Understanding Your Influence: NFHS Searches for Solutions to Poor Fan Behavior

A close up of a person</p>
<p>Description automatically generated



Understanding Your Influence: NFHS Searches for Solutions to Poor Fan Behavior


Dr. Karissa L. Niehoff, NFHS Chief Executive Officer 

@KarissaNFHS        @KarissaNFHS


For several years, we have drawn attention to the poor behavior exhibited at high school athletic contests, hoping to bring awareness to the issue and the damage it can cause to education-based athletics.

We have pleaded. We have scolded. We have condemned unfortunate incidents across the country and, as a result, successfully proven that the problem was widespread and needed to be addressed. Now is the time for solutions.

The NFHS will target solutions when it hosts the Behavior in Sports Summit: Understanding Your Influence, August 14-16 in Indianapolis. The Summit will bring together high school leaders for two full days of speakers and panel discussions to offer solutions to behavior issues at high school sporting events.

This Summit is a continuation of the two Official Consortiums the NFHS held the past two years where officials’ groups addressed behavior issues that have caused officials to leave the avocation and keep others from joining.

The Behavior in Sports Summit will include a wider range of roles, bringing together as many groups as possible to offer solutions to behavior issues at high school sporting events – and continue in our quest to retain and recruit contest officials for high school sports.

We hope to involve athletic administrators, state high school association directors and media relations personnel, media members, students and coaches in finding solutions to changing the atmosphere and culture at events.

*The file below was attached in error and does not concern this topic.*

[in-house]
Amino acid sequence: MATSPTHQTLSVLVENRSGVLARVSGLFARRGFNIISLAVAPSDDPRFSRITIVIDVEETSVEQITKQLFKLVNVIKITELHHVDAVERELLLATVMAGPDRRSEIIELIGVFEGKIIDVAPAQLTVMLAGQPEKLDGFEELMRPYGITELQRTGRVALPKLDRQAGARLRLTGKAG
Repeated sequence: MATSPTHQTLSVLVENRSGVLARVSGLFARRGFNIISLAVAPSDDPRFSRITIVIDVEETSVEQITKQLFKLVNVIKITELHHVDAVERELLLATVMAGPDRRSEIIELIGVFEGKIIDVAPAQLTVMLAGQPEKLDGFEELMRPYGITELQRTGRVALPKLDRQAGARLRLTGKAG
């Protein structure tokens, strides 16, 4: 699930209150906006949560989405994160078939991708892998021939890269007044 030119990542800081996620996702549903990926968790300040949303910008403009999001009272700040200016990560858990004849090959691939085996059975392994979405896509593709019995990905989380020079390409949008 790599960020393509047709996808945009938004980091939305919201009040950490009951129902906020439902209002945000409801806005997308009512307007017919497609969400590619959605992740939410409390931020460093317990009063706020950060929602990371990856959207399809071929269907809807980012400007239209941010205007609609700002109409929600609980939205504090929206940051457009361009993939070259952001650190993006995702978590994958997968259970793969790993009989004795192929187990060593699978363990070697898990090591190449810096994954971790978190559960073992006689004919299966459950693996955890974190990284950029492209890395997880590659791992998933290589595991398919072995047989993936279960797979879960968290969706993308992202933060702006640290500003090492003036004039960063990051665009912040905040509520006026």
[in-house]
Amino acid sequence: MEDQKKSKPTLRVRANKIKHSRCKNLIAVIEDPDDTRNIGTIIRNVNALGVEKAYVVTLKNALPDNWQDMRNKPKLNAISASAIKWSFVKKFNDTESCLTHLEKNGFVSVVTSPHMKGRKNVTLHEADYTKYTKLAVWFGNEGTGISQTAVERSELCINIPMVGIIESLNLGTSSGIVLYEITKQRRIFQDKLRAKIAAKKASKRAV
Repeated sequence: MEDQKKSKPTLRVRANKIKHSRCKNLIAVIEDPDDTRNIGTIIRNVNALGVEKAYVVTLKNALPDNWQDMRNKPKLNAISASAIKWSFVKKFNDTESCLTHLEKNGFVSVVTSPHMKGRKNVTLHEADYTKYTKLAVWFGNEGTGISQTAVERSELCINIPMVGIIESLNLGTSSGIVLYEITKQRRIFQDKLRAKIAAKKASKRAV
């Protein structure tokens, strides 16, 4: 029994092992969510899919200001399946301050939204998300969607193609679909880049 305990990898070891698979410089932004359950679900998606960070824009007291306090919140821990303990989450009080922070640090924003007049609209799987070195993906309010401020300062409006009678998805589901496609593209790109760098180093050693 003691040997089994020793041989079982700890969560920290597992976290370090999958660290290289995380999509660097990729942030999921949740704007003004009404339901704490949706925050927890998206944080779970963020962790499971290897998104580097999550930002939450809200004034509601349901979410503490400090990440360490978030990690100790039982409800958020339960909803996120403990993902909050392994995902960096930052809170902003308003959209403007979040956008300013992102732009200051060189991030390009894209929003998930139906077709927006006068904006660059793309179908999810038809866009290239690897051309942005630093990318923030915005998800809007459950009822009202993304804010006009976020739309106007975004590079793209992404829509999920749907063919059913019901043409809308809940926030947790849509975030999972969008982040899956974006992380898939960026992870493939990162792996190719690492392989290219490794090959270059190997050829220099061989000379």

Three-time Emmy Award winning broadcaster Anne Marie Anderson will serve as the opening keynote speaker, Monday, August 14, when she will share her unique perspective as both a member of the media and a parent. Anderson will highlight how the media can play a role in preserving the positive high school sports experience and its role in the community and in students’ lives.

We also will be discussing the impact of social media – what helps and what hurts – on the climate at high school sporting events. The proliferation of social media platforms has made it easy for people to post messages that they would never say in a face-to-face setting. We want to discover ways to use social media to help and not hurt students, coaches and officials involved in high school sports.

Another anticipated topic will be setting the proper foundation for behavior at high school sporting events by initiating programs at elementary and middle school levels. Parents and others attending events at these levels must understand that individuals officiating games at these levels are mostly volunteers trying to provide a service so that kids have an opportunity to be involved in sports.

In addition to panel discussions, the Summit will feature several breakout sessions involving media, administrators and coaches, with the overarching goal for each group of individuals to understand the influence it can have on behavior at high school sporting events.

Registration for the Behavior in Sports Summit is free and will take place at the Conrad Hotel in downtown Indianapolis. We hope you will join us as continue to work together to make high school sports a more positive experience for everyone.

Online link to article: https://www.nfhs.org/articles/understanding-your-influence-nfhs-searches-for-solutions-to-poor-fan-behavior/


Dr. Karissa L. Niehoff is in her fifth year as chief executive officer of the National Federation of State High School Associations (NFHS) in Indianapolis, Indiana. She is the first female to head the national leadership organization for high school athletics and performing arts activities and the sixth full-time executive director of the NFHS. She previously was executive director of the Connecticut Association of Schools-Connecticut Interscholastic Athletic Conference for seven years.

Share this